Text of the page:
A New Yorker article says North Carolina Congressman Mark Meadows (R-11) was involved in a land deal to purchase fossil-rich land at a place called Dinosaur, Colorado. Meadows failed to mention the deal in his financial disclosure statements, a violation of campaign finance laws. That’s a problem in itself but the story of the sale is even more disturbing.
Meadows apparently supports a movement called “creationist paleontology.” These people try to prove that dinosaurs were around just 6,000 years ago when they believe the earth was created. The creationists bought the property so they could dig and display fossils to argue that dinosaurs were wiped out by the Great Flood. Noah apparently played God and decided which animals were welcome on his arc and which weren’t. Talk about picking winners and losers.
The story tells of a bunch of hucksters creating a documentary about home schoolers, including Meadows and his kids, discovering rare dinosaurs at the Colorado site. In reality, the fossils were found years earlier by experienced fossil hunters who were excavating the site. The creationists ended up fighting with each other over the rights to the fossils and Meadows ended up buying the land so it wouldn’t get lost in the legal battle. As one of the parties in the dispute told the New Yorker reporter, Meadows bought the land to “advance the work of young-Earth creationists.”
I’m far less concerned about Meadows failing to report the land deal than I am about Meadows believing the world is only 6,000 years old. That’s not a religious conviction. That’s ignorance. He’s free to believe what he wants to believe, but he shouldn’t be making policy if he’s relying on the historical accuracy of the Old Testament to drive his decisions.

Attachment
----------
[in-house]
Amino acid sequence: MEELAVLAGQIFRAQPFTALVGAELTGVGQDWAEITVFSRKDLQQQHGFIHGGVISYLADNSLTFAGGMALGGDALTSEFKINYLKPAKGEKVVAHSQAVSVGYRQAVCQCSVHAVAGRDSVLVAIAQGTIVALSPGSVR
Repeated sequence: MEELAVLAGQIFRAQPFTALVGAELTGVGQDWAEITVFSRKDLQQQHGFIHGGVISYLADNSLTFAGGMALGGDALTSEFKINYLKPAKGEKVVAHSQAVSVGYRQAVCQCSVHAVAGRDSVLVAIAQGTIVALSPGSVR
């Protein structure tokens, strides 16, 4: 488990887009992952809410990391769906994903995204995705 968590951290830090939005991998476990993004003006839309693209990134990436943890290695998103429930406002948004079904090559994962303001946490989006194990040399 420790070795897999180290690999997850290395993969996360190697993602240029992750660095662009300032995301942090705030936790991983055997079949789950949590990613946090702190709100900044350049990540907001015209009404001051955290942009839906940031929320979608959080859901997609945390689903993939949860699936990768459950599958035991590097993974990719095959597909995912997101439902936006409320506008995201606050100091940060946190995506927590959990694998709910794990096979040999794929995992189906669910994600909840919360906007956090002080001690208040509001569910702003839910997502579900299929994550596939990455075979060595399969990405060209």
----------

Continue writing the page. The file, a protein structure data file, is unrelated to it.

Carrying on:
Meadows, though, is an example of where the GOP is today. They create their own facts and let them drive the party. Republicans seem to be split into two factions: The people too ignorant to know better and the ones cynical enough to exploit them. Ironically, Meadows falls into both categories. He’s both a grifter and a mark.
Republicans have rejected the threat of climate change despite overwhelming scientific evidence, including disappearing glaciers, shrinking ice caps, monster storms, rising sea levels and 100 degree days in October. Half the party believed Barack Obama was a Muslim born in Kenya. Today, they’re arguing that Donald Trump didn’t ask Ukraine to investigate the Bidens despite audio transcripts of Trump doing just that.
I first realized we were reaching new heights of delusion about 15 years ago when I was arguing with a Republican over the Iraq War. He insisted that Saddam Hussein had ordered the attacks on 9-11. Nothing I said or showed him convinced him otherwise. Back then, I was a bit astounded and passed it off as just blind ignorance of one person. Now, it’s taken over the whole party.
The Meadows episode is a good analogy for the modern GOP. They’ve become a party of grifters taking advantage of ignorance to advance political and personal goals. Like the creationist paleontologists, they’re twisting facts to give credence to their beliefs whether they are plausible or not. And they’ve got a whole army following them.